Photo by egazelle of a volunteer at the recent Hood ToCoast event. You’ve got a lot that’s good about Oregon in this picture: someone who is not being paid, and yet is completely at ease standing in a burned over clearcut, in the mist, by a cone, with a backpack and a bullhorn — which they are not afraid to use. :)
The Goat Justice League advocates and educates on behalf of urban goats, who can be pets and milk producers (or wanderers). In contrast, the goat above was actually more of a professional, part of a weeding crew cleaning out a construction site in Seattle, according to the photog. Thanks Courtney!
My family got its Xtracycle about a year ago, and I figure we’ve gone at least a thousand miles on it by now (the bike computer fritzed around mile 500, in December). Everything I wrote about it in my review last year seems more true than ever: the cargo bike is simply the most meaningful single piece of “green” technology I’ve used.
We don’t need a private car anymore (we still use carsharing a few days a month to go out of town and on special errands), so we don’t have the impulse to do stupid life-sucking errands like you do when you own a car (my personal weaknesses: going to the hardware store to buy 1 bolt, or to Burgerville for a monster snack). It’s so much more relaxing when you don’t do that stuff.
But still, we need to carry stuff, right? Here are a few things we’ve carried:
an army’s worth of groceries
a frat party’s worth of beer
a case of wine from TJ’s
a kid and his TWO bikes, while talking easily the whole way
adults as passengers — this is surprisingly romantic and hilarious
You rarely see top-bottom split screens used in movies, but this scene makes me wonder why not. Bela Legosi lords over a stock shot of city streets, in the classic transvestite liberationfilm, Glen or Glenda. The world-weariness could apply to Solomon himself — if he had a morphine problem, anyway.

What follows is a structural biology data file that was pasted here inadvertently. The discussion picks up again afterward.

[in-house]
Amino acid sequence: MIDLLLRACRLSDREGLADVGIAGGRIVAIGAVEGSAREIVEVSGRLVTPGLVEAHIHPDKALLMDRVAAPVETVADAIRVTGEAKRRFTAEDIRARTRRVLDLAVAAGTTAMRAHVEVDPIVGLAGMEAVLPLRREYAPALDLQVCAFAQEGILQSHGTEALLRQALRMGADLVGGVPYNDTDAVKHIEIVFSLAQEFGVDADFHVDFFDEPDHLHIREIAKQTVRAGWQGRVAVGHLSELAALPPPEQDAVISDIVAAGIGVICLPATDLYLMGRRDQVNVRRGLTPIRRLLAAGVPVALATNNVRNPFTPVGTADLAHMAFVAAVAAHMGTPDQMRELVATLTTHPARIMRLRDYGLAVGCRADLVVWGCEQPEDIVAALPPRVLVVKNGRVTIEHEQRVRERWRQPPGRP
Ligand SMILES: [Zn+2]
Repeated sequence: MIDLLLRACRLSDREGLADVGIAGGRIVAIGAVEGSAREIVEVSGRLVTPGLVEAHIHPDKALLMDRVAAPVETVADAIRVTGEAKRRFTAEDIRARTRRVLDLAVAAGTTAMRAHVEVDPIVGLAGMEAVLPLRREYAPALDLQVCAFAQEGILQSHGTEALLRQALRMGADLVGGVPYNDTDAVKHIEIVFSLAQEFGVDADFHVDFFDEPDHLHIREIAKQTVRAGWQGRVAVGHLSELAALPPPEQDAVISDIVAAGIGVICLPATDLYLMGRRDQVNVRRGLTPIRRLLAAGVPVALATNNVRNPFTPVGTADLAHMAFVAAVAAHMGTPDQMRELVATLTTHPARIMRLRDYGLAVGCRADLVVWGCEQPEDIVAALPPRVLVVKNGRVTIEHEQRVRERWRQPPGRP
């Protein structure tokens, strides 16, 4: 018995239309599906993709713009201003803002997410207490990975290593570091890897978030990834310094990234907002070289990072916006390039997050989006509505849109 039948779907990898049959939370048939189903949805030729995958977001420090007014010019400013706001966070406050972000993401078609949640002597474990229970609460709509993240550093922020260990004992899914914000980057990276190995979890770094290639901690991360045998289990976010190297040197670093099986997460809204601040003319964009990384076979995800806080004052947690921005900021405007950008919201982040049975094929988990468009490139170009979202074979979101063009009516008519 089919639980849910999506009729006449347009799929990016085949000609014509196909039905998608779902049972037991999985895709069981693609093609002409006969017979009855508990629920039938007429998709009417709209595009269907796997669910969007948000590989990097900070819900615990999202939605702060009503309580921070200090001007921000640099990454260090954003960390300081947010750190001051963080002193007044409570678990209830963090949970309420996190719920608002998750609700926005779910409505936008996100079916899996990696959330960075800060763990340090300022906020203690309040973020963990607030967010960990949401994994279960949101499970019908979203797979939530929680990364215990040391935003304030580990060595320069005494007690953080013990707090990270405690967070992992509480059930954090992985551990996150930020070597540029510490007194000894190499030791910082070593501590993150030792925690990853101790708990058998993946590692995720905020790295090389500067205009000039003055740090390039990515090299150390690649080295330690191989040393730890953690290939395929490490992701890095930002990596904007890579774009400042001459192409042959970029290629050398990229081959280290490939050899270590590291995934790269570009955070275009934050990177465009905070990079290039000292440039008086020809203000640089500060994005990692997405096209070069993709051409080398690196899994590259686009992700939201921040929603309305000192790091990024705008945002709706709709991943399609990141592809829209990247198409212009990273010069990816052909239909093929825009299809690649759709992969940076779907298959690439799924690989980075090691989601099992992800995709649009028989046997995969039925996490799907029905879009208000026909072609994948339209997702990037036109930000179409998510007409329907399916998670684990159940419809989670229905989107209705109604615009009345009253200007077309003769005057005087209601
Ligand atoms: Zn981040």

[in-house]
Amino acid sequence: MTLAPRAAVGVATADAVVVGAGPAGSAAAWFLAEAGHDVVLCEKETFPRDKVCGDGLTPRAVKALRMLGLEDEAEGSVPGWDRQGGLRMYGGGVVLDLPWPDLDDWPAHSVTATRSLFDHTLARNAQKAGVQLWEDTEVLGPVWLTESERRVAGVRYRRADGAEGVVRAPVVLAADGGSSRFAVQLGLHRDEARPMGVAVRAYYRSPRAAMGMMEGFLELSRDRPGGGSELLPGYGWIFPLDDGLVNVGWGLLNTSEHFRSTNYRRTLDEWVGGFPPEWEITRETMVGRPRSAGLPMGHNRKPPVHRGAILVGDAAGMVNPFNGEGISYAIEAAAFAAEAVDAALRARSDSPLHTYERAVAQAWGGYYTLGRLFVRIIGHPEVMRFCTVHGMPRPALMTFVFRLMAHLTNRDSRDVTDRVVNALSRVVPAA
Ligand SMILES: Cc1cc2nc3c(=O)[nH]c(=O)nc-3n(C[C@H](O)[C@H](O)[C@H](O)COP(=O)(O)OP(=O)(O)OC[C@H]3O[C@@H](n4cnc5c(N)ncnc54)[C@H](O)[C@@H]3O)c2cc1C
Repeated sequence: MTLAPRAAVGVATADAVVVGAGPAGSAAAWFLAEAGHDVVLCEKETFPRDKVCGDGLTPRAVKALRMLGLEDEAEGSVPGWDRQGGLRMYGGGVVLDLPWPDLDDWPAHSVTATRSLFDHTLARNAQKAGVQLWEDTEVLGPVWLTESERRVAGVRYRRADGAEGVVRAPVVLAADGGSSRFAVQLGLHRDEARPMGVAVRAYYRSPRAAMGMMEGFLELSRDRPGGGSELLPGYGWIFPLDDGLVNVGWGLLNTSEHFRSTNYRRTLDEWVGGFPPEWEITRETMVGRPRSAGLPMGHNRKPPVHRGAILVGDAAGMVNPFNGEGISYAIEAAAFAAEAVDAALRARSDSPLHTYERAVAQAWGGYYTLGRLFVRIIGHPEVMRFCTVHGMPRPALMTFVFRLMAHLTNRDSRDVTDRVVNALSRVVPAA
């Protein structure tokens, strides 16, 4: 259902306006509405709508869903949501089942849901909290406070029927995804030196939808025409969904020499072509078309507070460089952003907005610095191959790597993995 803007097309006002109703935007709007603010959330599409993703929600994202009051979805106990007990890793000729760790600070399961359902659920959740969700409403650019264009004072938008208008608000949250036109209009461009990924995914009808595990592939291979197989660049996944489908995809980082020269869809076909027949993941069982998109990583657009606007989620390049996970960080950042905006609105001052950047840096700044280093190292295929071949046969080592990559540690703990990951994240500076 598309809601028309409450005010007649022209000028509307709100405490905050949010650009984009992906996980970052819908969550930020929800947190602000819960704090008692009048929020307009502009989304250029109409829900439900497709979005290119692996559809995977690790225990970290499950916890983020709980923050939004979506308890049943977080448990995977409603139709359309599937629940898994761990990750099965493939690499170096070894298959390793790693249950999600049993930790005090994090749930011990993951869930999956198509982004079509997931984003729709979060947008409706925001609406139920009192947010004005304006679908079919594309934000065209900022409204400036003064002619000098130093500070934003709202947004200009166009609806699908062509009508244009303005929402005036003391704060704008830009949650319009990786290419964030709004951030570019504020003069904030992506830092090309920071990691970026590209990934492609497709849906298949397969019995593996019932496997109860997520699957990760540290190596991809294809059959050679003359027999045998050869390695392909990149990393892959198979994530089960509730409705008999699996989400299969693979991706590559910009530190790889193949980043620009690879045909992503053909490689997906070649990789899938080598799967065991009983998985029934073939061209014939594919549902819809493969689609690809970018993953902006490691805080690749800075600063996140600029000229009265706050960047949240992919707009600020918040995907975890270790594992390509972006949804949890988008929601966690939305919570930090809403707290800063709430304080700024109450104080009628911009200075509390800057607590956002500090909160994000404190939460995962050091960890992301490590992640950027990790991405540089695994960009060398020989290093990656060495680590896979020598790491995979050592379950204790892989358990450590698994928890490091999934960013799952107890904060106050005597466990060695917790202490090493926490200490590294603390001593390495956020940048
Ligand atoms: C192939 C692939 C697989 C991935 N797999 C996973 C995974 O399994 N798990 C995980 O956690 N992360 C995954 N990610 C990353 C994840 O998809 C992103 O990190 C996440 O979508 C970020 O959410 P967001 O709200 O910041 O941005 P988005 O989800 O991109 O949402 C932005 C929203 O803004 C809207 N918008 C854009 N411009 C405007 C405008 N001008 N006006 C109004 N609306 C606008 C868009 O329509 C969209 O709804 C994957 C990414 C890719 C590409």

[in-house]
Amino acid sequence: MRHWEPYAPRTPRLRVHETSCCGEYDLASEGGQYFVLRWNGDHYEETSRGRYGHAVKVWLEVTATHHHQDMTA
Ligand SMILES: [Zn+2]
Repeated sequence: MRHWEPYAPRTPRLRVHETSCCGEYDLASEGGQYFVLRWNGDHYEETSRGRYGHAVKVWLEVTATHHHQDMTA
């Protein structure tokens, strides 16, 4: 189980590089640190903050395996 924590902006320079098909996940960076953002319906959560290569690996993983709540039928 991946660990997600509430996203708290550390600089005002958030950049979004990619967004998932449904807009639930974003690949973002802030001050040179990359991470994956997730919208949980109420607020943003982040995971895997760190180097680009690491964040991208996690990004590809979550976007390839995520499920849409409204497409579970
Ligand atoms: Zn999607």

It’s funny how you can get used to the most extraordinary things, taking the amazing for granted until someone threatens to take them away.
Twenty-ton airplanes fly, and we don’t blink an eye. Lettuce seeds buried in the ground, angled every which way, somehow, amazingly, detect gravity to send their shoots straight up to the sky every time, and then we complain they’re not big enough to eat yet. Mothers love us no matter what, and you know how we treat them.
And then there’s Cubespace.
Cubespace is a shared workspace so perfectly functional and Portlandesque I’ve rarely thought about how extraordinary it is. The idea is “coworking“: an efficient yet social workspace arrangement for serious freelancers, a step up from working at the cafe.
I suppose someone could set up a collection of desks and phones and printers anywhere and call it coworking, but Cubespace’s proprietors Eva and David have truly generated a positive and comfortable atmosphere. They know what a freelancer needs: reasonably priced office space, a tireless, fully automatic espresso machine (complimentary for paying customers), a quiet room for when you need to focus, and, for when you need a sugar rush, free Capn Crunch. No wonder I feel at home there.
Now Cubespace is threatened with eviction. I won’t bang the drum too loudly here, because David and Eva are negotiating with their landlord currently, and David has summarized the plot succintly here. But I am encouraged that the news led to a flash flood of direct support, including a fundraising site that’s collected about $5000 in just a few days. I won’t take Cubespace for granted any longer — nor the twenty-ton airplanes, nor the gravity-detecting lettuce shoots, nor the long-suffering moms. Well, maybe just one mom…
Update: June 2009. Cubespace is closing, but it’s hard to say that it failed. Have a good summer, guys.